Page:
In order for a bike to perform to the maximum it is essential that its rider is focused in both mind and body. A state that is sometimes referred to as being in tune with the machine.
So just as tennis players speak of their racket being an extension of their arm, the cyclist has to become an integral component in the forward momentum of the pedals and the smooth manoeuvring of the handlebars.
In order to achieve this perfect interaction between man and machine, the former must feel both relaxed and comfortable. Poor posture resulting in pain from one or more areas of the body is going to remove clarity from the mind and impair both rhythm and judgment.
This, in turn, can result in a rider coming to earth with a bump. Definitely not what the doctor ordered. It doesn’t do much for your dignity, either
Like a Torpedo
Posture is dictated in part by what the rider is attempting to achieve. A more aerodynamic body shape, the back arching forward and head down like a torpedo, is utilised by road racers to increase their speed.
For a wider field of vision, for example when negotiating rough terrain, the back is more upright and the head is raised. For those in search of a more sedate pace and the widest field of vision possible, then a straight back with the weight of the body removed from the arms is the answer.
All the above body positions rely on the correct alignment of both the saddle and handlebars. More fundamentally, the bike has to be the right size. Without such “tailoring”, posture is guaranteed to suffer whatever adjustments are made to body shape.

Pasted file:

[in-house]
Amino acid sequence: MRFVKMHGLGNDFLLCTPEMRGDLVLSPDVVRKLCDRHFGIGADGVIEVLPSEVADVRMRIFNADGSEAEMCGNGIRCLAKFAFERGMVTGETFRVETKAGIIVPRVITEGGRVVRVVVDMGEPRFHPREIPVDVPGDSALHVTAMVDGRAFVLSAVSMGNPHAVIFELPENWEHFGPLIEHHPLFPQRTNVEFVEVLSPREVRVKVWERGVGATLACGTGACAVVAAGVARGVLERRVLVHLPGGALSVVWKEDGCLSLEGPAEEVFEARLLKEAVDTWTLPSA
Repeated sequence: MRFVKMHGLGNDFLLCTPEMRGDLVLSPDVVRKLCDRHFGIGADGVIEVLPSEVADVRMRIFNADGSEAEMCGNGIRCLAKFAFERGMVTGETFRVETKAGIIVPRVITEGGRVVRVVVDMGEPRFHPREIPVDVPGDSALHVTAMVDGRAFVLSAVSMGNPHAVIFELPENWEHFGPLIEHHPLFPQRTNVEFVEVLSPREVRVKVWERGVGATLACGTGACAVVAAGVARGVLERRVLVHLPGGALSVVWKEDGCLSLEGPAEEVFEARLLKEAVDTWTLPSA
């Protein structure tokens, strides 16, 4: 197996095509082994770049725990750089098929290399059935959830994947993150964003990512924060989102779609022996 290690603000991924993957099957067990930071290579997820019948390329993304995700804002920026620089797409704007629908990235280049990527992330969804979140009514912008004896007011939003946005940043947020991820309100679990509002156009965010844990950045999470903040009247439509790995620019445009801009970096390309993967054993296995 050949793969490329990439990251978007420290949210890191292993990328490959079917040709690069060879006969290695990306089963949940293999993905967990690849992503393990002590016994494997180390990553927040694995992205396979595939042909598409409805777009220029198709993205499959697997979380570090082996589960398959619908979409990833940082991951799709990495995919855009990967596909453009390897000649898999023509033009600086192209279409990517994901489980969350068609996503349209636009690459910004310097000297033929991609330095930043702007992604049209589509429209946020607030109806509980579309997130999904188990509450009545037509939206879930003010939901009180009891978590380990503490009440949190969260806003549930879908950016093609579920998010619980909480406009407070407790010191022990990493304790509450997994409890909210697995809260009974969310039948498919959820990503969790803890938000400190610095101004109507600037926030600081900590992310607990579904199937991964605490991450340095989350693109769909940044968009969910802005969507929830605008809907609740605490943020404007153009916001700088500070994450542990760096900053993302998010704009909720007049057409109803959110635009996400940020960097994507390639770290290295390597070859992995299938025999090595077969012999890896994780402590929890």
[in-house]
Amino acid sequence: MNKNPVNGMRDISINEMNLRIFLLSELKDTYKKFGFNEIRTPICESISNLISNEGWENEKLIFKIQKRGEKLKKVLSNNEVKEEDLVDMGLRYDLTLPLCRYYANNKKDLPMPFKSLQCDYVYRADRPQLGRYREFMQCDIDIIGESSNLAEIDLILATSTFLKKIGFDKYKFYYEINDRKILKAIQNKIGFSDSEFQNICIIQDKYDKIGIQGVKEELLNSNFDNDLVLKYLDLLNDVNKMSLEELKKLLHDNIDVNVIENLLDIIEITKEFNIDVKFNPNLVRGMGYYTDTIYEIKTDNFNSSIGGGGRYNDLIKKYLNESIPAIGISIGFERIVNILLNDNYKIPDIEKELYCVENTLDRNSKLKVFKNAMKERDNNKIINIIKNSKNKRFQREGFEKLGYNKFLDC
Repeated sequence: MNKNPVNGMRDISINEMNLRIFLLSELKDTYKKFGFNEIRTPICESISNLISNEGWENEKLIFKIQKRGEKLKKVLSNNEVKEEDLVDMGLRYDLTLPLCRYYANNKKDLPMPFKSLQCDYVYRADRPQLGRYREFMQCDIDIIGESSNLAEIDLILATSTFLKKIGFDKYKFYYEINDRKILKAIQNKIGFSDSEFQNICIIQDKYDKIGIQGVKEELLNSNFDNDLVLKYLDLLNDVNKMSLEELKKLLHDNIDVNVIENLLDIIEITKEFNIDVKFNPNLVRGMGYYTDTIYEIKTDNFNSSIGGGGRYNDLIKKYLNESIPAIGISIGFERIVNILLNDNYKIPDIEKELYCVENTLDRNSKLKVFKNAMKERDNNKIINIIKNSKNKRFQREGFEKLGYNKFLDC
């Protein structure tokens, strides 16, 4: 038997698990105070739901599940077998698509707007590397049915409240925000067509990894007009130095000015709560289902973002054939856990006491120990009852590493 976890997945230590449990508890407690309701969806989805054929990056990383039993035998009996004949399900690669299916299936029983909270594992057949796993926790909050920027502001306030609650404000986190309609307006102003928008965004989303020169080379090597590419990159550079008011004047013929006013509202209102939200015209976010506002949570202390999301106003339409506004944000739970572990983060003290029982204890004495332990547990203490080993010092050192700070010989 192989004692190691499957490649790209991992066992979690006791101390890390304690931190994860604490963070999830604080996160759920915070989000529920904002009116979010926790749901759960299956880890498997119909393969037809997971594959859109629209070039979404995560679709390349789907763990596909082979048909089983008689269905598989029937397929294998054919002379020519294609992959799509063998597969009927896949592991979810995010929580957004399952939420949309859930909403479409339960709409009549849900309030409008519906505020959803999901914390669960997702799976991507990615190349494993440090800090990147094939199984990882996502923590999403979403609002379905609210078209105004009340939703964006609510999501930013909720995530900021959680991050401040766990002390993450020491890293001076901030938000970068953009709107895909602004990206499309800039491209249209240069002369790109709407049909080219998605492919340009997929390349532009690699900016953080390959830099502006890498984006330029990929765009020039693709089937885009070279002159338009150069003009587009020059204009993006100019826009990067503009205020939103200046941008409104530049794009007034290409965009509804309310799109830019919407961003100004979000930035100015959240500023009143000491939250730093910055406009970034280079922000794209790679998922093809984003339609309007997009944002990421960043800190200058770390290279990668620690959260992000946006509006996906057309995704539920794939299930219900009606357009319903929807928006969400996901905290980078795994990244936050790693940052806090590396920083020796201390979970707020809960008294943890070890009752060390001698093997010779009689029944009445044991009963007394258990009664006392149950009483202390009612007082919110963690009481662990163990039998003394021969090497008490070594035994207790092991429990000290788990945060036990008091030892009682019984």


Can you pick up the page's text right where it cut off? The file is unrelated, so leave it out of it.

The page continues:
Is it possible to know when good posture has been achieved? Well, the most reliable measure is whether a rider feels completely comfortable. Their neck feels loose, arms nice and light, hands firm on the bars without exhibiting “white knuckle” and the legs and ankles relaxed and rhythmic? Sound like a rider in good shape.
Good, relaxed posture will aid performance because the bike will be able to handle the road surface easier if the body is working with it, absorbing the dips and bumps both horizontally and vertically, rather than acting as a rigid weight working against rather than towards smooth progress.
If comfort is the best guide as to whether good posture has been achieved, it is also an idea to employ another set of eyes, in the form of a friend or cycle club member.
Their perspective may be able to pinpoint aspects of the riding profile that could be improved. Sometimes, just the smallest adjustment can bring big dividends. Don’t think you know it all; fellow cyclists are indeed a valuable source of advice.
Finally a word on a few exercises for improving posture, concentrating on the back and stomach areas. These are vital points of support for the cyclist so following a small programme of weights either in the gym or at home will be of benefit in improving your central “core”. This, in turn, will reduce tension; relax the chest area, resulting in better breathing.